For anyone who is suffering from a frozen shoulder, also known as adhesive capsulitis, the stiffness and pain inthe shoulder joint can become unbearable for months and sometimes years on end. As a yoga therapist, we are trained to empower clients to use yoga tools to work around the pain area, while looking at their bodies in a holistic way.
So, when a client recently came looking for the fastest way to heal a frozen shoulder, I had to work with them not only on a physical level to help relieve tension and tightness around the shoulder area. I also focused on helping them change their mindset about finding a quick-fix solution, encouraging them to develop more patience and self-compassion for self-healing.
If you are suffering from a frozen shoulder and want to incorporate elements in yoga therapy as part of your overall treatment, below are a few ideas that have proved successful for my client to manage the pain and improve the range of motion. But as the ancient yogis knew, every body is different. Therefore, ensure you modify depending on your situation, or work with a trained physical or yoga therapist if unsure how to. Either way, treat yoga therapy as complementary to the exercises recommended by the doctor and physiotherapist.
- Particularly in the first phase, when mobility is very restricted, avoid any activities that require overhead reaching, lifting, or anything that aggravates pain. Work gradually and with self-compassion (“Ahimsa” or non-violence in yogic terms) to build up shoulder mobility and full range of motion.
- Start your session with Pranayama, breathing exercises, to help calm the mind and create awareness of the subtle body. Ujjayi, alternate nostril and back breathing worked especially well with my client.
- Warm up with a focus on the whole body, beyond the injured shoulder, so as not to get fixated on the pain in that area. Gradually, introduce gentle lateral stretches, backward shoulder rolls and eventually using a strap for “flossing” (full rotation of shoulder), always taking it slow and never forcing or pushing the full range of motion.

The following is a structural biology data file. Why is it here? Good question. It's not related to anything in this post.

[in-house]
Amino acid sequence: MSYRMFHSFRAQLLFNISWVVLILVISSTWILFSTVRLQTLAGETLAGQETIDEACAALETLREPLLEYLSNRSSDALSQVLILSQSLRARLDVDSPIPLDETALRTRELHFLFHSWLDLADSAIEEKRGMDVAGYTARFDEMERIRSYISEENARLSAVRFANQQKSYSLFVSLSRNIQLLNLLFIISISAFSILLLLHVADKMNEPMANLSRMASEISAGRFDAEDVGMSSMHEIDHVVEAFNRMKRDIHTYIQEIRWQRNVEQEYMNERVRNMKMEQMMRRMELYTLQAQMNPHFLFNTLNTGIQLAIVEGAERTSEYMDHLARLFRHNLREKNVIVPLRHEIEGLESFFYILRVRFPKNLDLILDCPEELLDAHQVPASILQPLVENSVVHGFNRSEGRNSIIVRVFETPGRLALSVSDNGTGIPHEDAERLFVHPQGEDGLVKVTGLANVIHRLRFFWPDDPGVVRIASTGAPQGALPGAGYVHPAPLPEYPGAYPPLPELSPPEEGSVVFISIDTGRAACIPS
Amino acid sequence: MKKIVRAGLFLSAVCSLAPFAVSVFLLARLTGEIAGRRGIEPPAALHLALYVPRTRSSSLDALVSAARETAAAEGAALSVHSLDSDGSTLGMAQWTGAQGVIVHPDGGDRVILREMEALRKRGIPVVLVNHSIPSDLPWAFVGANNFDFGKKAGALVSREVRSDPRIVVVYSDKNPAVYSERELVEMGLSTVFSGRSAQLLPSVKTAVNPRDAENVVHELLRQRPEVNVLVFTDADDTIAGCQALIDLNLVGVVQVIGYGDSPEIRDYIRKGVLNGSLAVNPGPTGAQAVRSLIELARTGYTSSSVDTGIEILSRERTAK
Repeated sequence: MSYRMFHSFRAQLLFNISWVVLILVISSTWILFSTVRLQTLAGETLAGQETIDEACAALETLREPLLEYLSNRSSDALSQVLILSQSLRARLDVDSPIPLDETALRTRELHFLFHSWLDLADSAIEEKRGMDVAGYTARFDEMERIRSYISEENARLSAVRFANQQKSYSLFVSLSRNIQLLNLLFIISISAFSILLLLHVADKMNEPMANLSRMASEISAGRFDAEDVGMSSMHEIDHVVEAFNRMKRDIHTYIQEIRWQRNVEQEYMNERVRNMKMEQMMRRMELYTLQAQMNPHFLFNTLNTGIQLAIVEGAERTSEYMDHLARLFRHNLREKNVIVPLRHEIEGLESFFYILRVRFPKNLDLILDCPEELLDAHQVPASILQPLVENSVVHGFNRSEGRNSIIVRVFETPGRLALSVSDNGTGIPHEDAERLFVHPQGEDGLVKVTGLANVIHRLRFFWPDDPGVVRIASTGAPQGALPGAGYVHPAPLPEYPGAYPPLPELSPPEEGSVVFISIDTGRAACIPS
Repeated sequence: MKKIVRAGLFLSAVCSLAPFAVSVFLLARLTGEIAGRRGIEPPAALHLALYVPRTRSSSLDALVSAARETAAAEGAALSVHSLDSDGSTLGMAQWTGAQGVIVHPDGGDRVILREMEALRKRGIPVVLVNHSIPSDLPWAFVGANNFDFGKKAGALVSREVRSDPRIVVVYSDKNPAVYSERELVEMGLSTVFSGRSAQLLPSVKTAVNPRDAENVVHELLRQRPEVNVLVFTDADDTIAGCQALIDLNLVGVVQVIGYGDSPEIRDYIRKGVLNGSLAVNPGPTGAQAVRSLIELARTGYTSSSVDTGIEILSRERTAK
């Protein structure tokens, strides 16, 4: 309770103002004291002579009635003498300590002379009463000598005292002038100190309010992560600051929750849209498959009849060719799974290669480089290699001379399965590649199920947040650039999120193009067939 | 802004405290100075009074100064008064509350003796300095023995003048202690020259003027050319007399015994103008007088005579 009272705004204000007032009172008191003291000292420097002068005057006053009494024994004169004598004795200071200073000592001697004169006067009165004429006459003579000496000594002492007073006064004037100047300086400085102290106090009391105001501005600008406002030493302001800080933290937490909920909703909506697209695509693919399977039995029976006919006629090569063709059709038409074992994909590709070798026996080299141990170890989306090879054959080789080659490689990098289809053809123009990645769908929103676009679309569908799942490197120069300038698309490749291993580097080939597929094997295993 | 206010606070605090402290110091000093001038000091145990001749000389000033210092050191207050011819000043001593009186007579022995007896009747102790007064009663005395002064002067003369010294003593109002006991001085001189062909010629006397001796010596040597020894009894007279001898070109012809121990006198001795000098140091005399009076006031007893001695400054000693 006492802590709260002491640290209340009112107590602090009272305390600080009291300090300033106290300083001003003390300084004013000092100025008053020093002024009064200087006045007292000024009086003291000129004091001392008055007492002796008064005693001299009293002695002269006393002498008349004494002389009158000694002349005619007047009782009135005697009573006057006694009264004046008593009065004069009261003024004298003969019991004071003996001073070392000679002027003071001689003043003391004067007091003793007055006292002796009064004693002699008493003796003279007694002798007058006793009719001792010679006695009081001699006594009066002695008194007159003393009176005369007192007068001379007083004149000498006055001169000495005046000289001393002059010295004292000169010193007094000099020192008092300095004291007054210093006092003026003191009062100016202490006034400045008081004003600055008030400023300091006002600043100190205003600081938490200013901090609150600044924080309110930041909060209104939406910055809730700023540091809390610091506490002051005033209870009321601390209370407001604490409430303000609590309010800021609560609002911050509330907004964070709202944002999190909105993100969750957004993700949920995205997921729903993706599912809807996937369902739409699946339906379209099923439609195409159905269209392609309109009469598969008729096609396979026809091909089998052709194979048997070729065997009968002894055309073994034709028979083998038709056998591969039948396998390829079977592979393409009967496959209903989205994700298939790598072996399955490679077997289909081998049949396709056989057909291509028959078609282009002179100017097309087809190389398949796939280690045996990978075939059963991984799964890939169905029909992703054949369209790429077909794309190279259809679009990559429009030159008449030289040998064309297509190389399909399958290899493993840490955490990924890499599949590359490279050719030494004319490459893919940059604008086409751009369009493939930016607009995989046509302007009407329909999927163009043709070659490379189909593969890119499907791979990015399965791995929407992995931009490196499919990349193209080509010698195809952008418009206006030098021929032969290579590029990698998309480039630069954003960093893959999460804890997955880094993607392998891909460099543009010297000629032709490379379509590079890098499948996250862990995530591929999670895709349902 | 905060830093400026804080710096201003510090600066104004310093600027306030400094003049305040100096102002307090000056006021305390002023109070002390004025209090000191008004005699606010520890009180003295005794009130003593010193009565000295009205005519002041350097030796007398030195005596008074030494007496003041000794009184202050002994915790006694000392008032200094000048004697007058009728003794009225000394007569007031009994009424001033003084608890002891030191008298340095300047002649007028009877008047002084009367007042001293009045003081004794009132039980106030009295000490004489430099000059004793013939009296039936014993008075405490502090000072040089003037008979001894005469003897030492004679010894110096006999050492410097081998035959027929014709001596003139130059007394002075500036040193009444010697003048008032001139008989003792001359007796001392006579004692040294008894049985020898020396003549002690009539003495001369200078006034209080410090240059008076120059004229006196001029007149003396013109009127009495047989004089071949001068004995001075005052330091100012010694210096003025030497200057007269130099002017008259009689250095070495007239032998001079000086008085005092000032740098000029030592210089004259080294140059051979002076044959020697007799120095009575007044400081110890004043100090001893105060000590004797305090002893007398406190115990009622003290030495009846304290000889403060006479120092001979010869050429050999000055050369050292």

- Modify asanas as needed. For example, for Puppy Dog Pose (“Uttana Shishosana”) placing elbows on blocks can help release the pectoral muscles with no pain. In a Cat-Cow (“Bitilasana-Marjaryasana”) sequence, spend extra breaths in Cow versus Cat.
- Particularly in standing asanas, the focus should be on realigning the posture of the spine, shoulders and neck. Various arm variations in Warriors with hands stretched back or holding opposite elbows (if possible). The action of this movement helps to stretch out the contracted (and therefore likely shortened) muscles over thechest and in the front of your shoulders.
- Gentle Cobra (Bhujangasana), Sphinx (“Salamba Bhujangasana”) Bridge with hands interlaced behind the back (“Setu Bandha Sarvāṅgāsana”) and flying Bridge (with arms extending up and back) also help open the shoulders. This worked well for my client but the transitions were always slow instead of being part of a flow, (typical of yoga therapy movement.)
- Introduce gentle easy supine twists help to realign the spine where the painful rounding is occuring, the upper back.
- Find ways to relax and destress. Spending time with fully supported restorative Savasana at the end was essential to my client. Meditation following relaxation also helped, using the breath as an anchor point to stop identifying with powerful thoughts and self-description (“I feel so old”, “I hate this f…ing shoulder”) and just witness thoughts and emotions without getting overwhelmed by them.
With research showing pain from a frozen shoulder might take up to three years, we need to look at ways to manage the pain, as above, while also identifying the root cause of the problem. Eliminate any repetitive motions and actions that may be causing the posture to fall out of alignment, for example by getting the ergonomics of your desk checked, or getting a posture-improving pillow support in your car, or maybe limiting the time staring down at the phone.
After five sessions of consistent yoga therapy session, my client began to experience gradual small improvements in shoulder mobility with each session. One session at a time. The pain, though not completely gone, became a lot more manageable. But the real sign of success was perhaps in his general attitude — more patience, self-compassion and self-love — on and off the mat.